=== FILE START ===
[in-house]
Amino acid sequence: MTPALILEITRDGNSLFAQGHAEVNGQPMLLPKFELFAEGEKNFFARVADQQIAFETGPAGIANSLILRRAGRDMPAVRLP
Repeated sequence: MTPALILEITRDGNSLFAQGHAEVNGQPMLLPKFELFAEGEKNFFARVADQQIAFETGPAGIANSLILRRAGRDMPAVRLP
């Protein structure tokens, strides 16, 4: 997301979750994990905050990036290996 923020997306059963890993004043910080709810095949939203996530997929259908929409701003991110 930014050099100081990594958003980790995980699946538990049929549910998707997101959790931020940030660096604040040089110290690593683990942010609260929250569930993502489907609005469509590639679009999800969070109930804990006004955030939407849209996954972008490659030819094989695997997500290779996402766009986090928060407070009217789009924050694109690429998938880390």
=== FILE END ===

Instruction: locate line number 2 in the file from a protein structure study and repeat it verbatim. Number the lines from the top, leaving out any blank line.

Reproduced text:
Amino acid sequence: MTPALILEITRDGNSLFAQGHAEVNGQPMLLPKFELFAEGEKNFFARVADQQIAFETGPAGIANSLILRRAGRDMPAVRLP